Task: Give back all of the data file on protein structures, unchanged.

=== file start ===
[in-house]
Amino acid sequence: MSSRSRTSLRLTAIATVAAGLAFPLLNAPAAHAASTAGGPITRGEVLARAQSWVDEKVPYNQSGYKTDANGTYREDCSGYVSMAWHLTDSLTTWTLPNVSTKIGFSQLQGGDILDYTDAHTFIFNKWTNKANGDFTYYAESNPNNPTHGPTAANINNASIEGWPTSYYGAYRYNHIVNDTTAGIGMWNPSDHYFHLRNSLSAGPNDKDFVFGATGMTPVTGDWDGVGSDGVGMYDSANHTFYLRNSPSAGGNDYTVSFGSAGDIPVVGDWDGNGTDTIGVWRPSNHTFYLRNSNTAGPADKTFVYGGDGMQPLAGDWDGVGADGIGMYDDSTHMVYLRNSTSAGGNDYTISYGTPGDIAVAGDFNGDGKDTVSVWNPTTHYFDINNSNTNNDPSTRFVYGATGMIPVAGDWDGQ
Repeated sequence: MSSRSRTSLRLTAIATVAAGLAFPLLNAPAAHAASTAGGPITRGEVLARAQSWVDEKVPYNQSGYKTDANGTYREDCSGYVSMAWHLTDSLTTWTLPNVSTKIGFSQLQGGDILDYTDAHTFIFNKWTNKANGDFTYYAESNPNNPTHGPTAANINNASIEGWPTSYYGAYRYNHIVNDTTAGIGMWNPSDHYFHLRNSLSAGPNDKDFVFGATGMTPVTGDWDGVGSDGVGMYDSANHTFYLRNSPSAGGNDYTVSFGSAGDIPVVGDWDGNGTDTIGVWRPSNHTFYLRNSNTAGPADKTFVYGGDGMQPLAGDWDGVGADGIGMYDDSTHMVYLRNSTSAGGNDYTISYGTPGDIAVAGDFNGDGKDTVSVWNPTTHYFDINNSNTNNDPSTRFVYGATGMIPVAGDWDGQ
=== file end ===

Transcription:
[in-house]
Amino acid sequence: MSSRSRTSLRLTAIATVAAGLAFPLLNAPAAHAASTAGGPITRGEVLARAQSWVDEKVPYNQSGYKTDANGTYREDCSGYVSMAWHLTDSLTTWTLPNVSTKIGFSQLQGGDILDYTDAHTFIFNKWTNKANGDFTYYAESNPNNPTHGPTAANINNASIEGWPTSYYGAYRYNHIVNDTTAGIGMWNPSDHYFHLRNSLSAGPNDKDFVFGATGMTPVTGDWDGVGSDGVGMYDSANHTFYLRNSPSAGGNDYTVSFGSAGDIPVVGDWDGNGTDTIGVWRPSNHTFYLRNSNTAGPADKTFVYGGDGMQPLAGDWDGVGADGIGMYDDSTHMVYLRNSTSAGGNDYTISYGTPGDIAVAGDFNGDGKDTVSVWNPTTHYFDINNSNTNNDPSTRFVYGATGMIPVAGDWDGQ
Repeated sequence: MSSRSRTSLRLTAIATVAAGLAFPLLNAPAAHAASTAGGPITRGEVLARAQSWVDEKVPYNQSGYKTDANGTYREDCSGYVSMAWHLTDSLTTWTLPNVSTKIGFSQLQGGDILDYTDAHTFIFNKWTNKANGDFTYYAESNPNNPTHGPTAANINNASIEGWPTSYYGAYRYNHIVNDTTAGIGMWNPSDHYFHLRNSLSAGPNDKDFVFGATGMTPVTGDWDGVGSDGVGMYDSANHTFYLRNSPSAGGNDYTVSFGSAGDIPVVGDWDGNGTDTIGVWRPSNHTFYLRNSNTAGPADKTFVYGGDGMQPLAGDWDGVGADGIGMYDDSTHMVYLRNSTSAGGNDYTISYGTPGDIAVAGDFNGDGKDTVSVWNPTTHYFDINNSNTNNDPSTRFVYGATGMIPVAGDWDGQ